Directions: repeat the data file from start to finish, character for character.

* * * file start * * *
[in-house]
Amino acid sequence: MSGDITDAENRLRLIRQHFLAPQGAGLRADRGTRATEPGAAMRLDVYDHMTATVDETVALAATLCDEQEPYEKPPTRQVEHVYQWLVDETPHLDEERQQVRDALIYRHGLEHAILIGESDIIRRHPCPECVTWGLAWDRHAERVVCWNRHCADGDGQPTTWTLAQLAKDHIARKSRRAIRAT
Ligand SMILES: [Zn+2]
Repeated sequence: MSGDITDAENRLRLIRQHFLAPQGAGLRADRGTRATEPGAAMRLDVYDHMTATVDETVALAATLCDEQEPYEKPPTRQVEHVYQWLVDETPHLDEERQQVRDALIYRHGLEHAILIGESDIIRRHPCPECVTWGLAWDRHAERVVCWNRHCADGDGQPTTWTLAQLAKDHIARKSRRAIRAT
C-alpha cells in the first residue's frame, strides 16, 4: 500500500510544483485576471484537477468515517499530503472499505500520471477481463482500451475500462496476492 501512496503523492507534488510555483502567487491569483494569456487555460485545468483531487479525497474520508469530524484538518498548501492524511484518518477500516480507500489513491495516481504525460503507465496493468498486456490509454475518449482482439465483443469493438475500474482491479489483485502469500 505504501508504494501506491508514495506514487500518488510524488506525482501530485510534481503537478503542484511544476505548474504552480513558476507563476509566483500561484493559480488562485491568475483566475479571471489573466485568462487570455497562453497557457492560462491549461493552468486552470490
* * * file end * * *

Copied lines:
[in-house]
Amino acid sequence: MSGDITDAENRLRLIRQHFLAPQGAGLRADRGTRATEPGAAMRLDVYDHMTATVDETVALAATLCDEQEPYEKPPTRQVEHVYQWLVDETPHLDEERQQVRDALIYRHGLEHAILIGESDIIRRHPCPECVTWGLAWDRHAERVVCWNRHCADGDGQPTTWTLAQLAKDHIARKSRRAIRAT
Ligand SMILES: [Zn+2]
Repeated sequence: MSGDITDAENRLRLIRQHFLAPQGAGLRADRGTRATEPGAAMRLDVYDHMTATVDETVALAATLCDEQEPYEKPPTRQVEHVYQWLVDETPHLDEERQQVRDALIYRHGLEHAILIGESDIIRRHPCPECVTWGLAWDRHAERVVCWNRHCADGDGQPTTWTLAQLAKDHIARKSRRAIRAT
C-alpha cells in the first residue's frame, strides 16, 4: 500500500510544483485576471484537477468515517499530503472499505500520471477481463482500451475500462496476492 501512496503523492507534488510555483502567487491569483494569456487555460485545468483531487479525497474520508469530524484538518498548501492524511484518518477500516480507500489513491495516481504525460503507465496493468498486456490509454475518449482482439465483443469493438475500474482491479489483485502469500 505504501508504494501506491508514495506514487500518488510524488506525482501530485510534481503537478503542484511544476505548474504552480513558476507563476509566483500561484493559480488562485491568475483566475479571471489573466485568462487570455497562453497557457492560462491549461493552468486552470490